During the last few days, Dame Rachel de Souza, the Children's Commissioner, published the findings of a survey carried out to understand the views and feelings of young people during the challenges of the pandemic. The Big Ask was designed to get children to speak in their own words, and to express their views on childhood during this difficult time. Over half a million responses came in - an extraordinary number, and a depth of expression that has rarely (if ever) been matched. The media continues to talk about a lost generation, battling to overcome learning loss, and a generation that is more divided than any before. The message that came back from children, of all backgrounds and experiences, was not one of despair, but one that demonstrated hope, resolve and commitment to positive change.
Resilience, independence, pragmatism, endurance and ultimately optimism were at the heart of the responses that The Big Ask received. This is not to understate the hardship that some have endured, the losses that have been suffered, and the hurdles that have been faced. But we all know that challenge is necessary for progress, and out of the difficulties of the last 18 months, young people appear to appreciate more the need for social interaction, and have a greater interest in how we can do better in the future.
We have all seen the increase in issues of mental health, but young people also know that they deserve better, and are prepared to speak out to get better. They want to be mentally and physically healthy, and get back to playing sport. Sport matters, but not just sport for competition, sport for enjoyment and participation is high on the list for many. Community and friendships can make a real difference, and this generation is focused more on putting right the injustices, the prejudice and the inequalities of society than we might have imagined. While it might not be the thing to say out loud, young people want to be in school! We have seen that this term, with even the least forthcoming of teenagers expressing a degree of happiness to be back in school, with friends, and part of their community. The caring professions are a goal for more young people now, as a result of what they have seen over the last eighteen months. Some even want to be teachers!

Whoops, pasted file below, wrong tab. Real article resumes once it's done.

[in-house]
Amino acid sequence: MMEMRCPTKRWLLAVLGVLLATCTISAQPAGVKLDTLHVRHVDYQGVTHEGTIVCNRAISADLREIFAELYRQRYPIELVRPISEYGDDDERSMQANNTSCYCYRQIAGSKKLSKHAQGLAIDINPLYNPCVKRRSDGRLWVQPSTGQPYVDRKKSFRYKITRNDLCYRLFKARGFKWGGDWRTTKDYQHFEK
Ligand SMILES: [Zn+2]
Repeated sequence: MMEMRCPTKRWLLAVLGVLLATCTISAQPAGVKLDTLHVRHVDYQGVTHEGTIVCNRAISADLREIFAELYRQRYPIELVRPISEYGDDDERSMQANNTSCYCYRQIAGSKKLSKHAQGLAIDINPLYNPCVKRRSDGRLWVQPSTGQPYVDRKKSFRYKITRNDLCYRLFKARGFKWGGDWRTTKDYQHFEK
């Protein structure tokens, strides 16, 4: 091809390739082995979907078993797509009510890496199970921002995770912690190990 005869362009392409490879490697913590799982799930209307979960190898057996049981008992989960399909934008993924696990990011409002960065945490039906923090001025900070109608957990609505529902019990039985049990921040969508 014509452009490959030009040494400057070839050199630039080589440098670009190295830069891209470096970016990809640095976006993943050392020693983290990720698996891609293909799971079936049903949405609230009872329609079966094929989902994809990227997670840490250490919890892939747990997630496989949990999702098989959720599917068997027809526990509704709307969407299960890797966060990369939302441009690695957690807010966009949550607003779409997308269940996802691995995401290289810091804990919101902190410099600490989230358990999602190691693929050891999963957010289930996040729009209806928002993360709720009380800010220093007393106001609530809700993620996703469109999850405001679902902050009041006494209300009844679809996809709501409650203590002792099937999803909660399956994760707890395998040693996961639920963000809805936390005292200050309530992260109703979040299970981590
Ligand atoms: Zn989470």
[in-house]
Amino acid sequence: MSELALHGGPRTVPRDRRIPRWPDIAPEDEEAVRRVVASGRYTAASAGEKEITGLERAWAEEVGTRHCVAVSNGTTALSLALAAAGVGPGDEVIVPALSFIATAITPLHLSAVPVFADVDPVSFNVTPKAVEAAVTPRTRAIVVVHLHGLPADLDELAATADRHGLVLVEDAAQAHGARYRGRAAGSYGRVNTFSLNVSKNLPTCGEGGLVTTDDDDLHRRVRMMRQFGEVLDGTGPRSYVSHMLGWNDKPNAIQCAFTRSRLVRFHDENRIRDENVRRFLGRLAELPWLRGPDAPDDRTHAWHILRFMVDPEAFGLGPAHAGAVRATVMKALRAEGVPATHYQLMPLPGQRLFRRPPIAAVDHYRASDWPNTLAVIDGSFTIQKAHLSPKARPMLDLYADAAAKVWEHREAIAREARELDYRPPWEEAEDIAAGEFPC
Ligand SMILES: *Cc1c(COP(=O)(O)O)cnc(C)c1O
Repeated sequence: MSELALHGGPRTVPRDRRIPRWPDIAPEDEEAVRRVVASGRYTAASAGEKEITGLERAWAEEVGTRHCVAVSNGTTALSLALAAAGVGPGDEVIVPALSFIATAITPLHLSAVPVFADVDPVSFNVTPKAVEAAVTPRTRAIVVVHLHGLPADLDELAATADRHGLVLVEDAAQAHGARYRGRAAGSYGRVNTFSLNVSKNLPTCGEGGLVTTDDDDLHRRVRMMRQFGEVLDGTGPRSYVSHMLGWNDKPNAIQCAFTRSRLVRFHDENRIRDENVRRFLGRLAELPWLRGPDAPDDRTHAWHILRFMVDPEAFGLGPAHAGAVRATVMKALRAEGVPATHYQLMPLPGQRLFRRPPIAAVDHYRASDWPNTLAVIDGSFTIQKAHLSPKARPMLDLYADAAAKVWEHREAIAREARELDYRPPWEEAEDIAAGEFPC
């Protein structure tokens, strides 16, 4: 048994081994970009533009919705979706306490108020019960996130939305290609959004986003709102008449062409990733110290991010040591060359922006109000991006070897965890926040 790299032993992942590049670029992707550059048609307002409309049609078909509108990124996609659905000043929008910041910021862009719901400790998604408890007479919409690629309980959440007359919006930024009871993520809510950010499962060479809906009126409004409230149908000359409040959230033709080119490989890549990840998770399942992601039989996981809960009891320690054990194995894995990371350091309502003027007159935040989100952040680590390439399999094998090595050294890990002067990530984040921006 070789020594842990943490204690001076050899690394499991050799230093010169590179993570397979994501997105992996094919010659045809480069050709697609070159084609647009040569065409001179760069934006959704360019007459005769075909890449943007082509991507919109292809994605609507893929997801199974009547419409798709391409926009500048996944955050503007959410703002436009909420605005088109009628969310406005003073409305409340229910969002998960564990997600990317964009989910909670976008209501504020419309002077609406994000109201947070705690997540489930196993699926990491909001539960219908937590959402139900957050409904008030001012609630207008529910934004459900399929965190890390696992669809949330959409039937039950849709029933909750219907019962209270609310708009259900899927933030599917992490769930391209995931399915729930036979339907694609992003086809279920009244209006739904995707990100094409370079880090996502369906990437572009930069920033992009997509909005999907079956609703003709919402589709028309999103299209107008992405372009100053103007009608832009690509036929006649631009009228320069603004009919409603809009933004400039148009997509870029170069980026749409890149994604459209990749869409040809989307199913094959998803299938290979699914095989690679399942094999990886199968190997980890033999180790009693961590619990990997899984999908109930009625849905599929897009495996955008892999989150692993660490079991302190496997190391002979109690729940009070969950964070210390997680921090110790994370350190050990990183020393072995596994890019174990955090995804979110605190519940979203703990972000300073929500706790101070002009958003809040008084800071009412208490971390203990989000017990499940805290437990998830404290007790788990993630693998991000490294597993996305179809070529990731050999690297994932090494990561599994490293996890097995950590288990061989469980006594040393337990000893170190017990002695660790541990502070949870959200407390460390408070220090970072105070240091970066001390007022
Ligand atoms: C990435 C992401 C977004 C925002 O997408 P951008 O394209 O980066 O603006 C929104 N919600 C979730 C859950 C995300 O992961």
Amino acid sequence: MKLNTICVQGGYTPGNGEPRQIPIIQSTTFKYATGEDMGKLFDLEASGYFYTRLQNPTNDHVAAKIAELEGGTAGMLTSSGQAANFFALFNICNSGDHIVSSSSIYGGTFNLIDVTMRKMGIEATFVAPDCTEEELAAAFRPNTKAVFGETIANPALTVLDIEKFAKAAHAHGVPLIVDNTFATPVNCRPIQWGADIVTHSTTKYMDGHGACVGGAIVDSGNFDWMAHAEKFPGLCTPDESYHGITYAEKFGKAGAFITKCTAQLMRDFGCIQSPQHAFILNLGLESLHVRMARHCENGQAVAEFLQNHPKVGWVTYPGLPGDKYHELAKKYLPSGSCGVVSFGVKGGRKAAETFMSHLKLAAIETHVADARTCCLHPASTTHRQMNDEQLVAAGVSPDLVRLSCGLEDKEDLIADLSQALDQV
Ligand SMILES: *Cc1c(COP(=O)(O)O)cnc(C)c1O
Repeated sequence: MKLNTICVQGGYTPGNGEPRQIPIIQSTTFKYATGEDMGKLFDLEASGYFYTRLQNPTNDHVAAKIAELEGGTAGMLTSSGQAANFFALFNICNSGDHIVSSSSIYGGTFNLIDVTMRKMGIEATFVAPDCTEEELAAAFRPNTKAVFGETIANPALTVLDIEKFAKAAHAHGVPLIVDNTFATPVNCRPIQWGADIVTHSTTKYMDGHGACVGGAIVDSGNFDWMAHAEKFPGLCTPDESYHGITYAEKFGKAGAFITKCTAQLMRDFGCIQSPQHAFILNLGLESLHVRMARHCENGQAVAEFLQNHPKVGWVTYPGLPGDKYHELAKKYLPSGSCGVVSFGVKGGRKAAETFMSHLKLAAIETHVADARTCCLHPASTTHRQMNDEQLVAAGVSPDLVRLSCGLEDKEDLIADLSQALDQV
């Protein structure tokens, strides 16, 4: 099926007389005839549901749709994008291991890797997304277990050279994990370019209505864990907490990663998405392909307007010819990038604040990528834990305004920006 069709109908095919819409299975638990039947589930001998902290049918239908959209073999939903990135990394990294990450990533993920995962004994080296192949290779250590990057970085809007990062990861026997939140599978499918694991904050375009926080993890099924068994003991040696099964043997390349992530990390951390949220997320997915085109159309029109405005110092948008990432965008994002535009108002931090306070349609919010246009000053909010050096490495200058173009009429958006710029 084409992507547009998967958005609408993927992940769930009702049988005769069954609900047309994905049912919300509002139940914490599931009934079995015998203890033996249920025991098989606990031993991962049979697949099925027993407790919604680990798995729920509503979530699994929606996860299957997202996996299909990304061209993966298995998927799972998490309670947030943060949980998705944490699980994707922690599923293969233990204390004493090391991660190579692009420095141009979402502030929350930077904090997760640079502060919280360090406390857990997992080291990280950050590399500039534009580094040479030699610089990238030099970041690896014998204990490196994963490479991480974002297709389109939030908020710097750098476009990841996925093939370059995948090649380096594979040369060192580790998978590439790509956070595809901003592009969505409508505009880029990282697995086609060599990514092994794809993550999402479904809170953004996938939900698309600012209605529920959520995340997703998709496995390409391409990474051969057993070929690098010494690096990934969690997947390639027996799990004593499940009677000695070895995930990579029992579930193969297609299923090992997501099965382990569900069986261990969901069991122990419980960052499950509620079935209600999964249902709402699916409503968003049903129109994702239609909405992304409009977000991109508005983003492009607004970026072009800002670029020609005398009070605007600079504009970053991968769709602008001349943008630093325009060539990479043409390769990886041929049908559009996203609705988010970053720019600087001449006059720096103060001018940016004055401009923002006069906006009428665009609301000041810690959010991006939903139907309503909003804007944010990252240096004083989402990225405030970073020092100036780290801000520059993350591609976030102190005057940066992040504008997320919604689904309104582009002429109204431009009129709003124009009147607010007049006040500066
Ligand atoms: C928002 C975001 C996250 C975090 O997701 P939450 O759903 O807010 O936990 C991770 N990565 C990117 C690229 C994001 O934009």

There are big issues to face, such as climate change, covid debt, NHS overload, increasingly unequal societies and bipartisan political extremism. These are big issues to consider, and it is easy to give up because it looks so hard, but in one of the recent Felsted Talks podcasts, Howard Dean (a former US Presidential candidate, and Felstedian) quotes Lao Tzu (the ancient Chinese philosopher) as saying:
"The longest journey begins with a single step"
and this is how we can support our young people to maintain their optimism and determination for the future, without being overwhelmed. Where they want change, and feel daunted, remember to take that first step, and see where you can get to in time. Walk with them, and you will be amazed at what they can achieve. As I have said before, I see a strong, resilient and hugely impressive generation, who, with the right support and encouragement, are ready to make a real difference here at Felsted, and more widely as well.
Have a very good weekend,